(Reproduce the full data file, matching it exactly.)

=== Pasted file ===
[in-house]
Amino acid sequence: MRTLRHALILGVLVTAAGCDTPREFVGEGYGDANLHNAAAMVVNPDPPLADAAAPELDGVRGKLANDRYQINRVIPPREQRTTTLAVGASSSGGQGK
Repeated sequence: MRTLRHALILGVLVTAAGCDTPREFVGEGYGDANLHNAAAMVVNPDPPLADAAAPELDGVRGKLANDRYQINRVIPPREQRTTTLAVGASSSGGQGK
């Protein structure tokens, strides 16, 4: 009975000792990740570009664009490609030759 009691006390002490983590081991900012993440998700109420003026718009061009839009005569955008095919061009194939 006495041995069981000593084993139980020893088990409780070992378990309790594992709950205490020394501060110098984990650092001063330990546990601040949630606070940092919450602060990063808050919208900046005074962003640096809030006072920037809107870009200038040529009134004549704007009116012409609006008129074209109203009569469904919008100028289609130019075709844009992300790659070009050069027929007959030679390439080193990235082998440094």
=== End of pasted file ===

[in-house]
Amino acid sequence: MRTLRHALILGVLVTAAGCDTPREFVGEGYGDANLHNAAAMVVNPDPPLADAAAPELDGVRGKLANDRYQINRVIPPREQRTTTLAVGASSSGGQGK
Repeated sequence: MRTLRHALILGVLVTAAGCDTPREFVGEGYGDANLHNAAAMVVNPDPPLADAAAPELDGVRGKLANDRYQINRVIPPREQRTTTLAVGASSSGGQGK
């Protein structure tokens, strides 16, 4: 009975000792990740570009664009490609030759 009691006390002490983590081991900012993440998700109420003026718009061009839009005569955008095919061009194939 006495041995069981000593084993139980020893088990409780070992378990309790594992709950205490020394501060110098984990650092001063330990546990601040949630606070940092919450602060990063808050919208900046005074962003640096809030006072920037809107870009200038040529009134004549704007009116012409609006008129074209109203009569469904919008100028289609130019075709844009992300790659070009050069027929007959030679390439080193990235082998440094």